Posted on 27th April 2011

By Sam Buchan-Watts

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Gravity’s Volkswagen

Geoff Nicholson

There has always a kind of inverse correlation between the visual eccentricities of the Volkswagen Beetle and its enduring place in certain histories of the twentieth century—an incongruence between its bizarre shape and the profound individuals that have fashioned that shape over time. In Gravity’s Volkswagen, Nicholson goes to great length to remind us of the most extraordinary tales involving the Love Bug, from the car’s well-known birthplace as the brainchild of Adolf Hitler, to the inebriated John Bonham and John Paul Jones of Led Zeppelin powering a white Beetle into Icelandic waters to test the car’s alleged waterproofness (the expedition which inspired ‘The Immigrant Song’), to the car used purely as a crucifix in the performance art of Chris Burden.

These anecdotes are embedded in writer Ian Blackwater’s account of his own outlandish experience of VWs, offering checkpoints of truth (albeit still mad) to Nicholson’s bonkers satire. Blackwater’s modestly-selling dystopian novel Volkswagens and Velociraptors (a book referenced with equally modest enthusiasm by the author) is being turned into a film by the volatile and underfunded Hollywood director Josh Martin somewhere in the industrial trailer parks of Fontinella (U.S.A). Blackwater’s novel is set in a post-apocalyptic London where the only survivors are the members of a VW collector’s club. They turn totalitarian while fighting the feathered brutes so misrepresented in Spielberg’s Jurassic Park, the monster chosen by the writer ‘for their alliteration potential as much as anything else’.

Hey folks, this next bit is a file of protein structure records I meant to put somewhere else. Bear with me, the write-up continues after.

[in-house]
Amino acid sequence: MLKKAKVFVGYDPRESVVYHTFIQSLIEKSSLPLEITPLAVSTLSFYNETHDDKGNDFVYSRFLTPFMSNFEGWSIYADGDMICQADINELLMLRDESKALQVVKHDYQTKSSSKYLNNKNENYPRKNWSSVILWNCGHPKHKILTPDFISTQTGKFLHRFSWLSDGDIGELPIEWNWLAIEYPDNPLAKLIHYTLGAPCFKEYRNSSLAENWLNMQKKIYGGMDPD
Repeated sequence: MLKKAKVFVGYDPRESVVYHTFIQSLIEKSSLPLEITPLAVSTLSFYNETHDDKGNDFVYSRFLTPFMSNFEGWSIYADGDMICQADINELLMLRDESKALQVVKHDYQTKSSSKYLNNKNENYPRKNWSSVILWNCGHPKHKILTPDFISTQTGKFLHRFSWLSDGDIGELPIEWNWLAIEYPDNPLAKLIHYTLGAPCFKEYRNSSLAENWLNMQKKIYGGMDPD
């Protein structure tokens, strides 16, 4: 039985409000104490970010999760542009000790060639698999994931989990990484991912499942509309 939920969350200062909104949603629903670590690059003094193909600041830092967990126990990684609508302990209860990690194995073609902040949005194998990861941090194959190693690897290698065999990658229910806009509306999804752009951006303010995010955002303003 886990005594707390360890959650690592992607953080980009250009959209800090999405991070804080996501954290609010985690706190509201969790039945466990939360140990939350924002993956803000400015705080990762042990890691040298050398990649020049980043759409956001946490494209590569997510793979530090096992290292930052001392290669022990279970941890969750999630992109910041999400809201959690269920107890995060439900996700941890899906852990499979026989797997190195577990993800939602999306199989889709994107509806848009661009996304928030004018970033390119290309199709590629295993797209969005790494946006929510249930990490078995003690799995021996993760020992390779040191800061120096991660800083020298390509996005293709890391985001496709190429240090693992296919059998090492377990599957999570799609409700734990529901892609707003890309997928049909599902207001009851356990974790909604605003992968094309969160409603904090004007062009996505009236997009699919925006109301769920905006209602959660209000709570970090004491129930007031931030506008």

The set for Josh Martin’s doomed adaption is situated next to an automotive freak-show led by Motorhead Phil, whose ticket sales seem to be declining along with the success of the film’s production. A war of attrition exists between the two institutions; the only way Blackwater is able to make himself useful on set is to continually enter Phil’s precincts and bribe them into cutting the motors, so that the cameras may roll in peace on the other side of the wall. There he meets Leeza, a mathematically-minded daredevil (not short on sex appeal) who launches her customised VW between jumps on a daily basis, and Barry, a manic-depressive imprisoned in his own Beetle by his sheer weight, combined with the desire for Leeza to one day crash-land directly onto his car.

What ensues is a race (pun intended) for Ian to salvage both the remaining thrills of the automobile show and the very last scraps of artistic integrity trailing behind the adaptation of his book. Neither is easy, especially factoring in Nicholson’s hilarious knack for bathos, offset with Blackwater’s prevailing sense of hope in any given situation. But what’s so refreshing, in what could easily be an unbearably off-the-wall piece of comic fiction, is an overriding appreciation of—and faith in—this car. Whether in the delivery of vengeance to Josh Martin, or in references to unremitting urban myths such as the VW filled with concrete by the cheated lover, both the car’s history in the broadest context and its centrality in a book essentially about human failure combine to explain the ubiquity of such a machine. This is no small feat.

This is a very smart book, one that is a parody as much as it is a pastiche (note ‘James Ballard’ as protagonist in Crash) of the far more renowned works that illustrate the flaws and thrills of our automotive jungle.


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